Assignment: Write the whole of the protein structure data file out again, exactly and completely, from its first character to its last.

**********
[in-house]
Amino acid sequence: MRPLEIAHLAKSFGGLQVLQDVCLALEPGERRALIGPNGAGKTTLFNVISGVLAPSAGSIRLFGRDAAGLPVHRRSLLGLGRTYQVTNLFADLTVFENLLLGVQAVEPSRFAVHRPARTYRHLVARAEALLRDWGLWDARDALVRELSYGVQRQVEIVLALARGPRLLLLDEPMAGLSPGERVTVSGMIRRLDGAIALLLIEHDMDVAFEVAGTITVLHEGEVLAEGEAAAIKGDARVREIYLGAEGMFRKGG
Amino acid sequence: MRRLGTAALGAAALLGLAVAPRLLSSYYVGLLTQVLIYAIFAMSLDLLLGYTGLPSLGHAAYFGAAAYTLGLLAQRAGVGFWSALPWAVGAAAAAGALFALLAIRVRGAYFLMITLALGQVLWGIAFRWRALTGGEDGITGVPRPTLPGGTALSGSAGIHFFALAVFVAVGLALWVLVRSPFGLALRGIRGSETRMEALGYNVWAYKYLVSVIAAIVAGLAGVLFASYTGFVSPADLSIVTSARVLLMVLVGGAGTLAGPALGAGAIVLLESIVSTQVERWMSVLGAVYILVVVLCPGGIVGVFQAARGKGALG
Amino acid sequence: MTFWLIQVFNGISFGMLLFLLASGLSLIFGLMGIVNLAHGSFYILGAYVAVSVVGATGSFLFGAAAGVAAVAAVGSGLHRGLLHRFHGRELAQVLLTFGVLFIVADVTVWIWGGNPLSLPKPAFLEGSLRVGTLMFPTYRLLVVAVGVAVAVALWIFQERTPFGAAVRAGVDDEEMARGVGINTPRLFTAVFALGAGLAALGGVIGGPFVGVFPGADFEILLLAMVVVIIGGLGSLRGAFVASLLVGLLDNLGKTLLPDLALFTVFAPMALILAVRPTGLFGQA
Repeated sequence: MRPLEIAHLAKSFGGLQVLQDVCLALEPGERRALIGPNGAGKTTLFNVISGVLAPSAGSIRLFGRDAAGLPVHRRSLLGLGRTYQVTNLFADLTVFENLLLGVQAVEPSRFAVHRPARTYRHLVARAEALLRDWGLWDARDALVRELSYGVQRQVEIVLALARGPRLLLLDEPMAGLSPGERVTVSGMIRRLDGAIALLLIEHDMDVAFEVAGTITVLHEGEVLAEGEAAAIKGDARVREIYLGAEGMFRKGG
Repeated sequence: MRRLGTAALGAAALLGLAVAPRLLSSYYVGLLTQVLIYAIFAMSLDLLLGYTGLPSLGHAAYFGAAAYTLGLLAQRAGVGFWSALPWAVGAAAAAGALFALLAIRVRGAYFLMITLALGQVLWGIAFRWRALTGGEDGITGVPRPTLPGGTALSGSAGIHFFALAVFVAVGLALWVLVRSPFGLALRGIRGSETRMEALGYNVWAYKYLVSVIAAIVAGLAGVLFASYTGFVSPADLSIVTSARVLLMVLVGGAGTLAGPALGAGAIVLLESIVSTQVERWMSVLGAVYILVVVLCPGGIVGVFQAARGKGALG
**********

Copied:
[in-house]
Amino acid sequence: MRPLEIAHLAKSFGGLQVLQDVCLALEPGERRALIGPNGAGKTTLFNVISGVLAPSAGSIRLFGRDAAGLPVHRRSLLGLGRTYQVTNLFADLTVFENLLLGVQAVEPSRFAVHRPARTYRHLVARAEALLRDWGLWDARDALVRELSYGVQRQVEIVLALARGPRLLLLDEPMAGLSPGERVTVSGMIRRLDGAIALLLIEHDMDVAFEVAGTITVLHEGEVLAEGEAAAIKGDARVREIYLGAEGMFRKGG
Amino acid sequence: MRRLGTAALGAAALLGLAVAPRLLSSYYVGLLTQVLIYAIFAMSLDLLLGYTGLPSLGHAAYFGAAAYTLGLLAQRAGVGFWSALPWAVGAAAAAGALFALLAIRVRGAYFLMITLALGQVLWGIAFRWRALTGGEDGITGVPRPTLPGGTALSGSAGIHFFALAVFVAVGLALWVLVRSPFGLALRGIRGSETRMEALGYNVWAYKYLVSVIAAIVAGLAGVLFASYTGFVSPADLSIVTSARVLLMVLVGGAGTLAGPALGAGAIVLLESIVSTQVERWMSVLGAVYILVVVLCPGGIVGVFQAARGKGALG
Amino acid sequence: MTFWLIQVFNGISFGMLLFLLASGLSLIFGLMGIVNLAHGSFYILGAYVAVSVVGATGSFLFGAAAGVAAVAAVGSGLHRGLLHRFHGRELAQVLLTFGVLFIVADVTVWIWGGNPLSLPKPAFLEGSLRVGTLMFPTYRLLVVAVGVAVAVALWIFQERTPFGAAVRAGVDDEEMARGVGINTPRLFTAVFALGAGLAALGGVIGGPFVGVFPGADFEILLLAMVVVIIGGLGSLRGAFVASLLVGLLDNLGKTLLPDLALFTVFAPMALILAVRPTGLFGQA
Repeated sequence: MRPLEIAHLAKSFGGLQVLQDVCLALEPGERRALIGPNGAGKTTLFNVISGVLAPSAGSIRLFGRDAAGLPVHRRSLLGLGRTYQVTNLFADLTVFENLLLGVQAVEPSRFAVHRPARTYRHLVARAEALLRDWGLWDARDALVRELSYGVQRQVEIVLALARGPRLLLLDEPMAGLSPGERVTVSGMIRRLDGAIALLLIEHDMDVAFEVAGTITVLHEGEVLAEGEAAAIKGDARVREIYLGAEGMFRKGG
Repeated sequence: MRRLGTAALGAAALLGLAVAPRLLSSYYVGLLTQVLIYAIFAMSLDLLLGYTGLPSLGHAAYFGAAAYTLGLLAQRAGVGFWSALPWAVGAAAAAGALFALLAIRVRGAYFLMITLALGQVLWGIAFRWRALTGGEDGITGVPRPTLPGGTALSGSAGIHFFALAVFVAVGLALWVLVRSPFGLALRGIRGSETRMEALGYNVWAYKYLVSVIAAIVAGLAGVLFASYTGFVSPADLSIVTSARVLLMVLVGGAGTLAGPALGAGAIVLLESIVSTQVERWMSVLGAVYILVVVLCPGGIVGVFQAARGKGALG